I walked into my year 12 and uni exams after everyone else had gone into the room because I didn’t care if I did well or not, the world would continue spinning either way, and if I fucked up then I simply fucked up and I would never think about it again. I blew off people, uni diplomas, so many things that others would smile on me for, simply because I didn’t want them. And then I lost She Who Must Never Be Mentioned (see first entry), the only thing that mattered, and my heart stopped asking for new things.

Today I actually want to do well, I want to display the best part of myself and not just the anonymous part that always ends up being shown. I want, that sometimes-stated cause of suffering. Deep in my heart I had stopped basing my happiness on goals because the pain of not attaining them is too great; I converted my joy into being based on actions, moments, people, on turning my brain off and enjoying what comes from that, music and dancing and other things that should only be vaguely suggested in public. I see things that could be within my grasp and if I miss them it will hurt. Something within me has turned on again after so many years; I’m afraid and expectant and I won’t be able to sleep.

I remember feeling like this.

A half-assed review of L’Étranger

Cup Day night, and I ended up flipping channels until I settled on some discussion show about books with Marieke Hardy (the thinking man’s prrrrr!) and random others. I like books, so why not. Halfway through the show they started talking about one called The Outsider (originally L’Étranger), by Albert Camus: a French guy in colonial Algiers who throughout the book is shown to be a different cat kills an Algerian on a beach for no particular reason and if anything the murder, while being central to the plot, is almost incidental. He did it half in self-defence but basically because he was a naturalistic dude, almost animalistic, and the sun was shining too brightly and temporarily fried his synapses.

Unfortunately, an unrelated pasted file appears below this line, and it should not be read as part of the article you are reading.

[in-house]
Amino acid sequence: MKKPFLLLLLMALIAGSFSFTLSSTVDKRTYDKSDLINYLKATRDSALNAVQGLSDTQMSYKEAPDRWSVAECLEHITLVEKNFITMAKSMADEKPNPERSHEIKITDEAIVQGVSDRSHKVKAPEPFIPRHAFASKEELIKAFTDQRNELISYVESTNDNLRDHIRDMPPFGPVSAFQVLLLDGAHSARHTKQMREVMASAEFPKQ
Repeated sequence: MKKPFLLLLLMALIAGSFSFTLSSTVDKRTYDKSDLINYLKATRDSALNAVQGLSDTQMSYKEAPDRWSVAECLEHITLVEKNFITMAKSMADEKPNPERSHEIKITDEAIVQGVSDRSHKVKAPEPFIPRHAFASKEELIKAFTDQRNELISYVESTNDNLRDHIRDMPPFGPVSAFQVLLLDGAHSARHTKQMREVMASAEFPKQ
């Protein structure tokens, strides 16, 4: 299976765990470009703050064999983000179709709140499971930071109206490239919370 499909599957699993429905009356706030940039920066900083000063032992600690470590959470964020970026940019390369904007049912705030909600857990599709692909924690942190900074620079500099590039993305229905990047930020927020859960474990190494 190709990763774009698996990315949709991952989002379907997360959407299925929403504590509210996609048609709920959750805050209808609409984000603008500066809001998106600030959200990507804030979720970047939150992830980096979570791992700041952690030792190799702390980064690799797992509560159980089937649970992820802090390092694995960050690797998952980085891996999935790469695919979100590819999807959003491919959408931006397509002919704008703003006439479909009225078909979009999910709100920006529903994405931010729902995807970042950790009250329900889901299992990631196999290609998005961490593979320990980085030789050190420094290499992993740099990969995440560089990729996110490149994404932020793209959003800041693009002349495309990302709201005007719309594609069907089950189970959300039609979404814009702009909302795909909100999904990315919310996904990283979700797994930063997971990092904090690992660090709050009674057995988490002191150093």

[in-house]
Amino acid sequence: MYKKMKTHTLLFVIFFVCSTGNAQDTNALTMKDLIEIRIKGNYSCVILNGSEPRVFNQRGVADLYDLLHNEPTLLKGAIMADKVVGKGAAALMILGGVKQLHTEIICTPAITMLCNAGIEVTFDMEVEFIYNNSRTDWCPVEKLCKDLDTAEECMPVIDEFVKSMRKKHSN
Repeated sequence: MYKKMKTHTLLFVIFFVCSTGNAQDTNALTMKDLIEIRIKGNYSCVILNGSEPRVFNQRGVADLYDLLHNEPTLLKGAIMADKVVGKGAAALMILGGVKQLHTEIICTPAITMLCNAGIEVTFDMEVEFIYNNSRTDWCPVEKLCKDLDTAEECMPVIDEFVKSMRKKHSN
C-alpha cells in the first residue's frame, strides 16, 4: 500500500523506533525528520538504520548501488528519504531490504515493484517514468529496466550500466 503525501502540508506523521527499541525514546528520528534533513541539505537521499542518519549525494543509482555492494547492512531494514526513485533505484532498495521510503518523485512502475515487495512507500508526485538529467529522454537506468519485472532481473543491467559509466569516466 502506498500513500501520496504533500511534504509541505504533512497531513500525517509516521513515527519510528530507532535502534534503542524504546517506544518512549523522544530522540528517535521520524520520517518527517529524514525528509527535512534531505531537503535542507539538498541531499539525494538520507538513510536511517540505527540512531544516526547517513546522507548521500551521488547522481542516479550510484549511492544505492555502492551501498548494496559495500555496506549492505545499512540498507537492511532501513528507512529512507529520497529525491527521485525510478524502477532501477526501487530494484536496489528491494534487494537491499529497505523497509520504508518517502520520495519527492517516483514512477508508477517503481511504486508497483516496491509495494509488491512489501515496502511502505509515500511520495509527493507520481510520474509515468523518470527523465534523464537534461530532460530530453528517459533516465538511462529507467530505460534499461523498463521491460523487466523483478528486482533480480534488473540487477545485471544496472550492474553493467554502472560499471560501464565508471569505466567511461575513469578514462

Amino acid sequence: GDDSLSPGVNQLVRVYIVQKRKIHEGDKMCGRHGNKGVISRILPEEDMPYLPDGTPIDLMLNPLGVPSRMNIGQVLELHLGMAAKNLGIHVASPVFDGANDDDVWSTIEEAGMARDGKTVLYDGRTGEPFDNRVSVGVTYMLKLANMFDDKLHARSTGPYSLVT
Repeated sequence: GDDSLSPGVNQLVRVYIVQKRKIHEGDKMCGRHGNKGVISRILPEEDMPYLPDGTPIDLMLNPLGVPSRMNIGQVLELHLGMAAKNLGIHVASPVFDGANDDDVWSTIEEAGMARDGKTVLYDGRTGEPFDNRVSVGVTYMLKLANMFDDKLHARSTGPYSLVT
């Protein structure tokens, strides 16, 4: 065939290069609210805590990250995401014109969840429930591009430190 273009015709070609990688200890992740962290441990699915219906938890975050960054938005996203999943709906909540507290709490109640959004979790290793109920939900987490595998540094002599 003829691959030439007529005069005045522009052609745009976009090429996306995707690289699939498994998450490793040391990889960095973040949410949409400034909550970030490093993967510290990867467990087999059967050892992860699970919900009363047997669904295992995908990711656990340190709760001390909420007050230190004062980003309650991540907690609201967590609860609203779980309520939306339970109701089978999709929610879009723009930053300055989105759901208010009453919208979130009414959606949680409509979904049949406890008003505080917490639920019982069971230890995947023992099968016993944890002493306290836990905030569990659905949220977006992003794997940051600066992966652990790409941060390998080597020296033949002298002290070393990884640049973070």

It’s a short one; 100 pages. The book consists of two parts, and the panel discussion consisted exclusively of the murder and of the philosophy of the second part of the book when he rots away in prison, is put on trial and rejects society’s mores. The killing was a self-defence related crime and would not have been great shakes in context of 1950s French-Algerian society, but the character, Meursault, had buried his mother a few days earlier without demonstrating that he was sad, so was condemned not for the murder but for having ‘buried his mother with the heart of a criminal’.

It was curious that the book’s talking points – the murder, existentialist philosophy – are the bits that I don’t give a shit about. I had studied it in year 11 French, in French, ten years ago. So I missed the finer details of the writing at the expense of the overall story, which for the first half was him floating around working and shacking up with Marie Cardona and meeting characters in a Kramer from Seinfeld-esque way and generally doing what came into his head on a particular day, and nothing more. For some reason that’s the part of the book I like, the bit where he simply lives without thinking, as opposed to the thinking without living he does in the second half, where he becomes a talking figurehead for Camus’ philosophical wank.

Action says more than words, in our lives and in books. We can be eloquent and have a philosophy but it needs to be backed up by physical proof of what we believe, by happenings. But what usually happens is we all say a bunch of stuff that turns out to be meaningless, but don’t demonstrate anything.

The feminists won’t like Meursault. He’s almost neutral as a human being, with no evil but no particular goodness, and at one point he helps his friend write a letter to an ex-girlfriend so that the friend can have one last screw, slap her around one last time and say with satisfaction that he got even with her. Meursault gives no judgement to the consequence of his own action; he was asked to do it, so he simply did it. He spent the Saturday after his Mum’s funeral swimming, laughing and sexing with Marie without reflection but with simple enjoyment, and spent the Sunday simply perched at his window all day, watching people walk by.

But for some reason I like him. I like the simplicity of his mind, it resonates with me, and for some reason is something I would like to have, to an extent. I usually judge people on their kindness or lack of, and Meursault isn’t a particularly positive or negative person, but something about him touches me and he gets spared in my thinking.